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November 8, 2018 Update | Roger C. Marquardt & Co., Inc.

November 8, 2018 Update

We wanted to give you a brief update as to what happened on election day.  As I am sure you are aware, some races are still very close and could result in re-counts.  All constitutional offices, including the Governor, were up for election on November 6, as well as all 118 House seats, 39 of 59 Senate seats, and all 18 Congressional seats.  Illinois’ Democrats rode a blue wave to victory in Tuesday’s mid-term elections sweeping all six constitutional offices. Democrats expanded their super majority hold in the Illinois Senate and picked up a super majority vote in the Illinois House.  Democrats also defeated two incumbent suburban Republican congressmen to turn the Illinois Congressional delegation to a 13-5 Democrat majority. It is being reported that democratic candidates in Illinois benefited from voters angry with President Trump and the unpopular first-term Republican Governor Bruce Rauner, increased voter turnout and a large vote by mail program.


As expected, Democrat candidate JB Pritzker overwhelming defeated first-term Republican Governor Bruce Rauner and third-party candidates State Senator Sam McCann and Kash Jackson. Pritzker, who broke national campaign records for a self-funded cammpaign in US history, stayed on message emphasizing the Governor’s failures in office, especially with the budget crisis and benefited from the powerful endorsement of labor unions and trial attorneys.

  • Attorney General

State Senator Kwame Raoul defeated Republican attorney and former Miss America Erika Harold. Like Pritzker, Raoul gained important union endorsements and benefited from riding the “blue wave” of a considerably higher turnout of Democrat voters than in 2016. The sitting Attorney General, Lisa Madigan, chose not to run for a fifth term.

  • Secretary of State

Secretary of State Jesse White (D) easily won his six term in office defeating Republican Jason Helland.

  • Comptroller

Comptroller Susan Mendoza (D) easily defeated former State Representative, Congressional candidate, and member of Governor Rauner’s administration Darlene Senger.  Mendoza may consider a run for Chicago Mayor in 2019.

  • Treasurer

Treasurer Michael Frerichs (D) easily defeats Republican challenger Jim Dodge for another term.

Below is a detailed break down of Congressional, State Senate and State House races.  Winners are highlighted in yellow.

  • Congressional Races:

All 18 Congressional seats were up for re-election.  Heading into election day, the Democrats controlled 11 of the state’s 18 Congressional Seats.  There was one open Congressional seat being vacated by Congressman Luis Gutiérrez who is retiring.  Two Suburban Republican Congressman lost their elections:  Randy Hultgren and Peter Roskam.

2018 Congressional Candidates
District Democrat Republican
1 Bobby Rush (I) Jimmy Lee Tillman, II
2 Robin Kelly (I) David Merkle
3 Dan Lipinksi (I) Arthur Jones
4 Jesus “Chuy” Garcia (I) Mark Lorch
5 Mike Quigley (I) Tom Hanson
6 Sean Casten Peter Roskam (I)
7 Danny Davis (I) Craig Cameron
8* Raja Krishnamoorthi Jitendra “JD” Diganvker
9 Jan Schakowsky (I) John Elleson
10 Brad Schneider (I) Douglas Bennett
11 Bill Foster (I) Nick Stella
12 Brendan Kelly Mike Bost (I)
13 Betsy Londrigan Rodney Davis (I)
14 Lauren Underwood Randy Hultgren (I)
15 Kevin Gaither John Shimkus (I)
16 Sara Dady Adam Kinzinger (I)
17 Cheri Bustos (I) Bill Fawell
18 Junius Rodriguez Darin LaHood(I)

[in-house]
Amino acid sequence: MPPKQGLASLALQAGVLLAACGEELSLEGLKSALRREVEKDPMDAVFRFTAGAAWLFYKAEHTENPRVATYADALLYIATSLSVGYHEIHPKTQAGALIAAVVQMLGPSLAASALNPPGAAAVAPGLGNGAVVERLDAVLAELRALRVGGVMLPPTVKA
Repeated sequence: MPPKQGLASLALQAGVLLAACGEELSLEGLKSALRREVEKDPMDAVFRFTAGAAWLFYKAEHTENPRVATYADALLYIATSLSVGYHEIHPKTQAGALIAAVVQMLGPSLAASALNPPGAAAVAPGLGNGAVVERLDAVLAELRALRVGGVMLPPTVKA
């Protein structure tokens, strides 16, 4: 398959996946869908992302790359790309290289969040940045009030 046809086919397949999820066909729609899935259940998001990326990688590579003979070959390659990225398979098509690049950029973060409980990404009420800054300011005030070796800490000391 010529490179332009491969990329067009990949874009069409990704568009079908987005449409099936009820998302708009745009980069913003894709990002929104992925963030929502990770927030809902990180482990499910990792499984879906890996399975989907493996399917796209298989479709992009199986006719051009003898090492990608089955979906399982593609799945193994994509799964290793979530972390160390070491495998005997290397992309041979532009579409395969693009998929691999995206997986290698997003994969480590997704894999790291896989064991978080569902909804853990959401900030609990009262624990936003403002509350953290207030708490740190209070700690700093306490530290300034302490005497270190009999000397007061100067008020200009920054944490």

Notes An (I) denotes an incumbent.

* Denotes an Open Seat





  • State Senate Races:

In the Senate, out of its 59 seats (21 of 37 Democrats and 18 of 22 Republicans) were up for election in November.  Of the 39 Senate seats up for election November 6th, only 18 were contested races.  Even without contested seats, there will be at least 11 new Senators on Inauguration Day in 2019 who weren’t in office in January of 2017.   Five current Senators were not seeking re-election:  Three Democrats –  Dan Biss (9th District); Bill Haine (56th District); James Clayborne (57th District); and two Republicans:  Tim Bivins (45th District) and Kyle McCarter (54th District).  Three appointed Republican Senators were in contested races seeking election to their first full term in office:  Craig Wilcox (32nd District); Donald DeWitte (33rd District) and John Curran (41st District).

The Democrats already held a 37-22 super-majority, the party increased its majority to 39-20 (or 40-19, depending on final ballot counts).  At this time, one Senate races remain too close to call. Republican Senator Michael Connelly leads his opponent, Laura Ellman, by 12 votes. Incumbent Republican Senators Chris Nybo and Tom Rooney lost their races to Democratic challengers.

2018 State Senate Candidates
District Democrat Republican
9* Laura Fine Joan McCarthy Lasonde
21 Laura Ellman Michael Connelly (I) – Too close to call
23 Thomas Cullerton (I) Seth Lewis
24 Suzy Glowiak Chris Nybo (I)
26 Tom Georges Dan McConchie (I)
27 Ann Gillespie Tom Rooney (I)
29 Julie Morrison (I) Barrett Davie
30 Terry Link (I) Soojae Lee
32 Mary Mahady Craig Wilcox (I)
33 Nacy Zettler Donald DeWitte (I)
36 Gregg Johnson Neil Anderson (I)
38 Heidi Henry Sue Rezin (I)
41 Bridget Fitzgerald John Curran (I)
45* David Simpson Brian Stewart
48 Andy Manar (I) Seth McMillan
54* Brian Stout Jason Plummer
56* Rachelle Aud Crowe Hal Patton – Downstate United Candidate
57* Christopher Belt Tanya Hildenbrand
59 Steve Webb Dale Folwer (I)
Notes An (I) denotes an incumbent.

* Denotes an Open Seat



  • State House Races:

Of the 118 House seats up for election, 64 were contested.  There are 13 Representatives not seeking re-election:  three Democrats – Laura Fine (17th District); Scott Drury (58th District); and Carol Sente (59th District) and nine Republicans:  Jeanne Ives (42nd District); David Harris (53rd District); Mike Fortner (49th District), Barb Wheeler (64th District); Steve Andersson (65th District); Brian Stewart (89th District); Sara Wojcki Jimenz (99th District); Bill Mitchell (101st District);  John Cavaletto (107th District); and David Reis (109th District).  Seven newly appointed Representatives were in contested races seeking election to their first term of office:  Deanne Mazzachi (47th District); Helene Miller Walsh (51st District); Jeff Keicher (70th District); Mike Marron (104th District); Chris Miller (110th District); Monica Bristow (111th District); and Natalie Phelps Finne (118th District).  Prior to the election, 30 of the 118 members who took the oath of office to begin the 100th General Assembly will not be returning for the 101st, which is roughly a 25% turnover before the ballots are even counted.